A nice evolutionary analysis of peroxin genes entitled PEX Genes in Fungal Genomes: Common, Rare, or Redundant in the journal “Traffic” from Kiel et al out of the University of Groningen in The Netherlands. Within a species, the genes in the PEX family are not necessarily phylogenetically related to each other, but instead are all named as to how they were discovered in mutant screens, most of which were done in S. cerevisiae.
Peroxisomes are interesting because they are necessary for some biochemical reactions (fatty acid metabolism). In filamentous fungi there are additionally specialized peroxisomes called Woronin bodies that plug the septal pore that separates individuals cells in a hyphae. These are specific to filamentous fungi so it is interesting to contrast the numbers and types of genes in the PEX family that are present as determined from the genome sequences. To relate this to human biology, the authors suggest that understanding the complex phenotypes of human peroxisome biogenesis disorders (PBD) will be helped through the study of the disruptions of PEX genes in various filamentous fungi. Interestingly, they find that nearly all PEX genes are present in all fungi, yeast and filamentous alike, although there may be additional genes unidentified.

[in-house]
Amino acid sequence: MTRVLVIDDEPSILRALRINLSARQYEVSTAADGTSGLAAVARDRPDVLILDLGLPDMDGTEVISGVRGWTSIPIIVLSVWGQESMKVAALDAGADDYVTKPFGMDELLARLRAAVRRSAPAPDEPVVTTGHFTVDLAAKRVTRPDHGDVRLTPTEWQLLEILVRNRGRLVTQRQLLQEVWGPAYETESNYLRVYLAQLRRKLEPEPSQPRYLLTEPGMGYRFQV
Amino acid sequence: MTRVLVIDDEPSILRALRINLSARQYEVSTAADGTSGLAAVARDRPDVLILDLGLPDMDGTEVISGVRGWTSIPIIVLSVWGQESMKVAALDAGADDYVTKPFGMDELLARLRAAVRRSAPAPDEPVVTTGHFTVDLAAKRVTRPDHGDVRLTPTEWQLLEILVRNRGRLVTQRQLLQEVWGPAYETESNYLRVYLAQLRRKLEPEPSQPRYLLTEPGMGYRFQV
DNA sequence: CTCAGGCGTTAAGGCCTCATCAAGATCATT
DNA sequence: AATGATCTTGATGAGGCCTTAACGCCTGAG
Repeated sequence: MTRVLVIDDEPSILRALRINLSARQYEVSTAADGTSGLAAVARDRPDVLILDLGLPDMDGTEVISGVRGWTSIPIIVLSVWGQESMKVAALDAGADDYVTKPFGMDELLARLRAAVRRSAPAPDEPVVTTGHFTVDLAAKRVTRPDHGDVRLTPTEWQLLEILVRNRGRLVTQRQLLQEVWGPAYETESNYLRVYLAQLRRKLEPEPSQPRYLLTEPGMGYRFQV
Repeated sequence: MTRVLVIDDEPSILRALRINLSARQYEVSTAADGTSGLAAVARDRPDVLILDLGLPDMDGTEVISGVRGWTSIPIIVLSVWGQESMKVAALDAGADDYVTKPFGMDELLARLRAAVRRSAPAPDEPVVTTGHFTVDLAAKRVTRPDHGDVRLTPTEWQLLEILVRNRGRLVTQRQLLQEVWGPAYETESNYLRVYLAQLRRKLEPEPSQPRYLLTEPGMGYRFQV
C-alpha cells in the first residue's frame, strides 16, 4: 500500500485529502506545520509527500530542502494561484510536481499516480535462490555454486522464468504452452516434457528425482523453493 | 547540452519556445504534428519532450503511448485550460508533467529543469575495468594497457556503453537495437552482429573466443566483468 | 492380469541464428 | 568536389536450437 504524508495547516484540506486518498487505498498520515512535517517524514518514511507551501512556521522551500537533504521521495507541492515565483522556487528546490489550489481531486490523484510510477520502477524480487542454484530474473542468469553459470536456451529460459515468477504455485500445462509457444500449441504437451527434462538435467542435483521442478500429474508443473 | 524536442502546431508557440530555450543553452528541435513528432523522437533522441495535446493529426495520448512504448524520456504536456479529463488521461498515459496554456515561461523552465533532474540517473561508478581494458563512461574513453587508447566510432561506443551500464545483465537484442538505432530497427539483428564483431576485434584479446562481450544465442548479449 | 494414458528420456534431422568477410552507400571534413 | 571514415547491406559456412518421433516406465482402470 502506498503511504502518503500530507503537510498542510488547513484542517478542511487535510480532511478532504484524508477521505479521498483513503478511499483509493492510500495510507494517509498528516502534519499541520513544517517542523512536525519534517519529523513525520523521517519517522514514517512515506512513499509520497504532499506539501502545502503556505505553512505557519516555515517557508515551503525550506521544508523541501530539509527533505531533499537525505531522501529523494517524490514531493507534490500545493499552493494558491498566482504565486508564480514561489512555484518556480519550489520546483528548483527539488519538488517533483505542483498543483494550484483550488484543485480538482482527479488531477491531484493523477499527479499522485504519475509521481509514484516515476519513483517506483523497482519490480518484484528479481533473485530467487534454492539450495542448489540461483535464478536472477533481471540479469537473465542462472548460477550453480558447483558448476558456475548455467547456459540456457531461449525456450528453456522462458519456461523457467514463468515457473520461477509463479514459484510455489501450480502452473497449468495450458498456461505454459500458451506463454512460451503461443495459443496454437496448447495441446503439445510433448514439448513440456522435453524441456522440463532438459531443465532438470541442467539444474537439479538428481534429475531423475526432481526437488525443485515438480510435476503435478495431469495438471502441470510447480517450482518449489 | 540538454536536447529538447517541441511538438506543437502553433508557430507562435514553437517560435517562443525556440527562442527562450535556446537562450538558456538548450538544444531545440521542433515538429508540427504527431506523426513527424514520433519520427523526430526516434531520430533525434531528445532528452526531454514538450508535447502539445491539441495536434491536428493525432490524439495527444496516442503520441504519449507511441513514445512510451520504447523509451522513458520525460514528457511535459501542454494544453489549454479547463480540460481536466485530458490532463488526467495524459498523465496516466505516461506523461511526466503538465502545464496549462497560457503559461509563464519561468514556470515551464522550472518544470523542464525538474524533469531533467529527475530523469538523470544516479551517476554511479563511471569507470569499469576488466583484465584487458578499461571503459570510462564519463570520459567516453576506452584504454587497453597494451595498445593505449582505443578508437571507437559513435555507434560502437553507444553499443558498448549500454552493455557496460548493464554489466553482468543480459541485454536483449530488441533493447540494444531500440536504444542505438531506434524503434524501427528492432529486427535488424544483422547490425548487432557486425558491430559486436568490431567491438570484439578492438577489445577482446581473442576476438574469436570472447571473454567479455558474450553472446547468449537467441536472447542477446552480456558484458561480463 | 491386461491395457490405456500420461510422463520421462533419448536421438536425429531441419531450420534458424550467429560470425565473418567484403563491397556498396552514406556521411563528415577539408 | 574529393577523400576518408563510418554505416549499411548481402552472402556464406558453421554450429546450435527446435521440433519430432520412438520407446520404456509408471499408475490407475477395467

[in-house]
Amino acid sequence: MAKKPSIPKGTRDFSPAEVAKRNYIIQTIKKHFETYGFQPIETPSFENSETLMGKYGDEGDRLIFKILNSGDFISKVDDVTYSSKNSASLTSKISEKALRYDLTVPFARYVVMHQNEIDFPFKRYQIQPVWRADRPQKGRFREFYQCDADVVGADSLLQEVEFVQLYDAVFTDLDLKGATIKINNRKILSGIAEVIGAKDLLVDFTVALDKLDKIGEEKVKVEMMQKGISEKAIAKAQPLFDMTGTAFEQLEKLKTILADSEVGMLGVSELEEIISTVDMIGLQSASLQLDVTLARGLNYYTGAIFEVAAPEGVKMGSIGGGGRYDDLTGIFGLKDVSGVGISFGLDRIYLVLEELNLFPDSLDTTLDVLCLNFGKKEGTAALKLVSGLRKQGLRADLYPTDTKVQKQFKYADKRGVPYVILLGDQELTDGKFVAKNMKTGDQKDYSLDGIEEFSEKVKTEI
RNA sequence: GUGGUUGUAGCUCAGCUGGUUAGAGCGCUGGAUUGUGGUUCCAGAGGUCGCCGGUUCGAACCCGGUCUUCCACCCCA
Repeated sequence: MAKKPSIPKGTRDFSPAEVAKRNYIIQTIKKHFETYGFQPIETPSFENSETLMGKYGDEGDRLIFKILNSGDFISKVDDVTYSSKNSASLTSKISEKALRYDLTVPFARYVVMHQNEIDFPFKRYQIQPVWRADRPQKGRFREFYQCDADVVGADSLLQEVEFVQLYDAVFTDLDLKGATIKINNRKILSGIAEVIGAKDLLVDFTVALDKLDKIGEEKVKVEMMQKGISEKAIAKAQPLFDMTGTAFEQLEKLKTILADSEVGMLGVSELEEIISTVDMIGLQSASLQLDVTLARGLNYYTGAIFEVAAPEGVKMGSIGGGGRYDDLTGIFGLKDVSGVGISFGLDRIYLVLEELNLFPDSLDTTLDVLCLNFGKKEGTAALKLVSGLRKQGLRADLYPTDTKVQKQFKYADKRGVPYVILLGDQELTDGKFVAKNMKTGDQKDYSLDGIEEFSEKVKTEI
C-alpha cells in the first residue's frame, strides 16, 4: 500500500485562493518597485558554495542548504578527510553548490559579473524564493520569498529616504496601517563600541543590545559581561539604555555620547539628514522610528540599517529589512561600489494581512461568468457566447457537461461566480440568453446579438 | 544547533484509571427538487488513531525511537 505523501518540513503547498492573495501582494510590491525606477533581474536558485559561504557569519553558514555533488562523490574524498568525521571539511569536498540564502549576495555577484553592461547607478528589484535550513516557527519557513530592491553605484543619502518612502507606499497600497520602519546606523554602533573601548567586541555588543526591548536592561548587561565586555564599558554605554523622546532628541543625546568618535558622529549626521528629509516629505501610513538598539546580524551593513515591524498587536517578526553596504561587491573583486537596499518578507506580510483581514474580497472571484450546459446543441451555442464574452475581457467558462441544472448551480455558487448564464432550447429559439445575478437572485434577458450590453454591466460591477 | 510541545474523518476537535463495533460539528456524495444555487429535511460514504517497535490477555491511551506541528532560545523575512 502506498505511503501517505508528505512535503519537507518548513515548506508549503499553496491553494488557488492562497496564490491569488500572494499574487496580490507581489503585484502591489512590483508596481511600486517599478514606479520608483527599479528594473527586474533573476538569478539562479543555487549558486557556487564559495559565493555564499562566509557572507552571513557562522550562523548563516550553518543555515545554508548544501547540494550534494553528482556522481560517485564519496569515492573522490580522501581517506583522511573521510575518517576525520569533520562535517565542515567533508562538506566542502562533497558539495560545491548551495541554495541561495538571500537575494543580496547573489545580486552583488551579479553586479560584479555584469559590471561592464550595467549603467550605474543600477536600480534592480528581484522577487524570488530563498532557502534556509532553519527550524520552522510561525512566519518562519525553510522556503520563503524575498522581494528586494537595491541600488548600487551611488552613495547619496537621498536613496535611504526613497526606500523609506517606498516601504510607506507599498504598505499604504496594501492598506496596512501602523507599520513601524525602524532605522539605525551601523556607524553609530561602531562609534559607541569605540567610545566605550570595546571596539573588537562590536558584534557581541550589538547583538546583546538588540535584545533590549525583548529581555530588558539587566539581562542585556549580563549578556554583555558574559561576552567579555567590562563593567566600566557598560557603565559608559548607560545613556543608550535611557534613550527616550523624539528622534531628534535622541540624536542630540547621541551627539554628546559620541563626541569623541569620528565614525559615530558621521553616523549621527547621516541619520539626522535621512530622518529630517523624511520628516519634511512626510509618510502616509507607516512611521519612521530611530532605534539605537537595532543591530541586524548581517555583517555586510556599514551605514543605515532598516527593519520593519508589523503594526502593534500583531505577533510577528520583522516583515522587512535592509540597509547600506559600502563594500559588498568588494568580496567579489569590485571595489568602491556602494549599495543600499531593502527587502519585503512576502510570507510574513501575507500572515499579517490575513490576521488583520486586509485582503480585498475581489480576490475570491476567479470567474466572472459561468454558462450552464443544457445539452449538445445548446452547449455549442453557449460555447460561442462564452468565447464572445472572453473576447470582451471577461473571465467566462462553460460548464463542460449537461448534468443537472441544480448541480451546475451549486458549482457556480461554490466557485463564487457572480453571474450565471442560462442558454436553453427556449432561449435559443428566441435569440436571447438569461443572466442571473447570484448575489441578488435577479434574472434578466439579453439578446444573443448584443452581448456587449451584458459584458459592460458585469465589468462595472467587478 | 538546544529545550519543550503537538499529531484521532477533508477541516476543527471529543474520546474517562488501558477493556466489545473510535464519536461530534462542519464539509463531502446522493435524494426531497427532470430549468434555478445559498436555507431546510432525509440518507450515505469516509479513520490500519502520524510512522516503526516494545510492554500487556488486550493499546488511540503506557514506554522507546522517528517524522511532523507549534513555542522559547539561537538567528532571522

Woronin bodies in A. nidulans from Momany et al, Mycologia 2002
There is still more work that can be done here. From what I can tell, they only used a BLAST-based approach to identify genes and look for unannotated PEX genes – a more sophisticated splicing-aware alignment approach like Exonerate or Genewise might help clarify if they are missing any genes. Looking at additional species that are dimorphic with a yeast and filamentous form and whether or not there are PEX genes that are expressed only in yeast or filamentous stage, or look at localization of proteins during yeast phase that are known to be in Woronin bodies. This might might help further dissect if the genes have phase-specific function. Also, a good phylogenetic study that looked at trees of the genes which are duplicated to try and deduce the timing of duplication and whether any of them correlate with timing of morphological changes.